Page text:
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01/28/08 2:30 PM ET

Mailbag: What's up with the bullpen?

Beat reporter Scott Merkin answers fans' questions

Here are just a few of the things I learned over the weekend while attending my fifth edition of SoxFest.

1. White Sox fans appear to be a bit angrier via e-mail than in person. Even manager Ozzie Guillen was surprised at the lack of verbal volleys tossed in his direction or in the direction of general manager Ken Williams. A good friend of mine, who is an ardent White Sox fan, explained that the fans who were really upset with the team's current state didn't bother to spend money on the team over the weekend, but I disagree with her.

I saw a feisty group in attendance at SoxFest four years ago. Maybe the White Sox fans actually believe Williams has done a good job putting this group in position to contend in 2008.

2. Jerry Owens earned the respect of White Sox faithful during the second half of his rookie season. I didn't take an official count, but more questions about the fleet-footed leadoff man came about during the three Town Hall Meetings than any other topic. And the questions were all in support of Owens.

3. Aaron Rowand might be in San Francisco, but he certainly is never to be forgotten in Chicago. The only terse exchanges in the Town Hall Meetings centered on the White Sox not offering Rowand a fifth year.

4. Miller's Pub is still open. The famous Chicago restaurant, in existence since 1935, continues going strong -- as I found out by stopping by on Friday and Saturday nights.

More to come later. For now, let's move on to this week's mailbag questions.

By adding Octavio Dotel, what will happen with Mike MacDougal? He kind of seems to be the one bullpen guy that nobody's talking about, and it seems like he's the odd man out.
-- Steve, Maple Park, Ill.

Williams talked plenty about MacDougal during SoxFest and has done the same throughout the offseason. The White Sox remain confident in MacDougal's ability -- even after last year's dismal season, in which the right-hander had a 6.80 ERA and allowed 83 baserunners over 42 1/3 innings. This confidence appears to extend from Williams to pitching coach Don Cooper to a number of players who told me this weekend that MacDougal would bounce back.

Although I continue to hear about MacDougal having some of the nastiest stuff in the league, at some point it also has to translate to results on the field. MacDougal will have his chance as probably the sixth of a seven-man bullpen, but by adding Dotel and Scott Linebrink, Williams now allows MacDougal to fight his way back in game situations with far less pressure than last year's late-inning work.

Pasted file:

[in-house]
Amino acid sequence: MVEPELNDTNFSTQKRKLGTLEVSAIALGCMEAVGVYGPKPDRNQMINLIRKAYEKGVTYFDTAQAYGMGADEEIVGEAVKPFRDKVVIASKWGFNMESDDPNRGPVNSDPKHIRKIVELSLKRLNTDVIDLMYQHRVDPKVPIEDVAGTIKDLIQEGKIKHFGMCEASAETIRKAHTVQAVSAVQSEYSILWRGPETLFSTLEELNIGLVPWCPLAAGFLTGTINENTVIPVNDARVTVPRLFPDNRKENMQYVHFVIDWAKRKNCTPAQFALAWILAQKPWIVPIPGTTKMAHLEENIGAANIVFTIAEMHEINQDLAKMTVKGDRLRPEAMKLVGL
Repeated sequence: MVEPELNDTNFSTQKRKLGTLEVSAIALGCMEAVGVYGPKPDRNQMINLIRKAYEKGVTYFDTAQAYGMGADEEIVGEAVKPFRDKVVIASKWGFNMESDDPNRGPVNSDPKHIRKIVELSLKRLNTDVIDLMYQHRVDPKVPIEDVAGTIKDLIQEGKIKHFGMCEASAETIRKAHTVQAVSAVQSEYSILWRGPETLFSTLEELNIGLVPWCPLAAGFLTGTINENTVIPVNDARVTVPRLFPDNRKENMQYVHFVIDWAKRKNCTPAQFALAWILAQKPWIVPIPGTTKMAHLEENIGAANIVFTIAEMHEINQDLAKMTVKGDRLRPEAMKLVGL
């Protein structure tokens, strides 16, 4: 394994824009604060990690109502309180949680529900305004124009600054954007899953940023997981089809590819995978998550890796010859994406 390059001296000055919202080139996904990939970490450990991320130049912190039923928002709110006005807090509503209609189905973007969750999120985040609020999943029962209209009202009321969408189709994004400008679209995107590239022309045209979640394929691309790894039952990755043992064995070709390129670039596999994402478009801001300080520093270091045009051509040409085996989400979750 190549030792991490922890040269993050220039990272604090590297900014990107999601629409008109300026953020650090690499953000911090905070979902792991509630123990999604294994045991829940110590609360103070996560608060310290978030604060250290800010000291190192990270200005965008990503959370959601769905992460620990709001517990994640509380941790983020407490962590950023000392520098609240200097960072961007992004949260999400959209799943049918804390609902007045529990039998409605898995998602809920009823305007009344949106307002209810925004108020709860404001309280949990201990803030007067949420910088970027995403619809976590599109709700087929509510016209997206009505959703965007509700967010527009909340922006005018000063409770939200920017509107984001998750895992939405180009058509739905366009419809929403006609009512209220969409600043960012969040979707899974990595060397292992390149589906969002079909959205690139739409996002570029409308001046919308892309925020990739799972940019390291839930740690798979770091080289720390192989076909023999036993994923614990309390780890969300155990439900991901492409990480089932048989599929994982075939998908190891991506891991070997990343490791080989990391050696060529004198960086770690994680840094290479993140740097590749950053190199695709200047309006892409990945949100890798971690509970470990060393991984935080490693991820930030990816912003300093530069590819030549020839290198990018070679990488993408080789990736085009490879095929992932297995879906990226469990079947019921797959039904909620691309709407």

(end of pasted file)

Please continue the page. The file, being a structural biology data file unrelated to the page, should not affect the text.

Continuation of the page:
With the signing of Alexei Ramirez made official, coupled with the facts that Orlando Cabrera has not signed an extension and the White Sox don't like to negotiate midseason, what are the odds Cabrera makes it through the entire '08 season with our White Sox? Could he be traded at the deadline for prospects?
-- Jake, Naperville, Ill

Ramirez's favorite position is said to be shortstop -- according to comments from Guillen -- and he could be a great alternative for the three years following the 2008 season, if Cabrera elects not to sign a contract extension and test the free-agent market. But Williams did not envision Cabrera as a one-year rental and he still has every intention of opening contract talks with the Gold Glove Award winner during Spring Training.

If those contract talks don't progress to a deal and the White Sox somehow find themselves in the same position as last year at 2008's non-waiver trade deadline, I could see Cabrera being of great interest to any contender.

From the tone set at SoxFest, though, Williams really believes this team will be in it for the season's duration. Remember, also, that if Cabrera plays out the season and doesn't re-sign, the White Sox are entitled to two Draft picks in 2009 because Cabrera is a Type A free agent. Strangely enough, Jon Garland was a Type B free agent.

Why do you think the the White Sox didn't try signing Luis Vizcaino instead of Dotel? I know that Dotel probably throws harder, however he is also more injury-prone and costly. Vizcaino didn't pitch great in 2005, but he was a reliable long reliever that ended up signing for less than Dotel.
-- Simon, Schaumburg, Ill.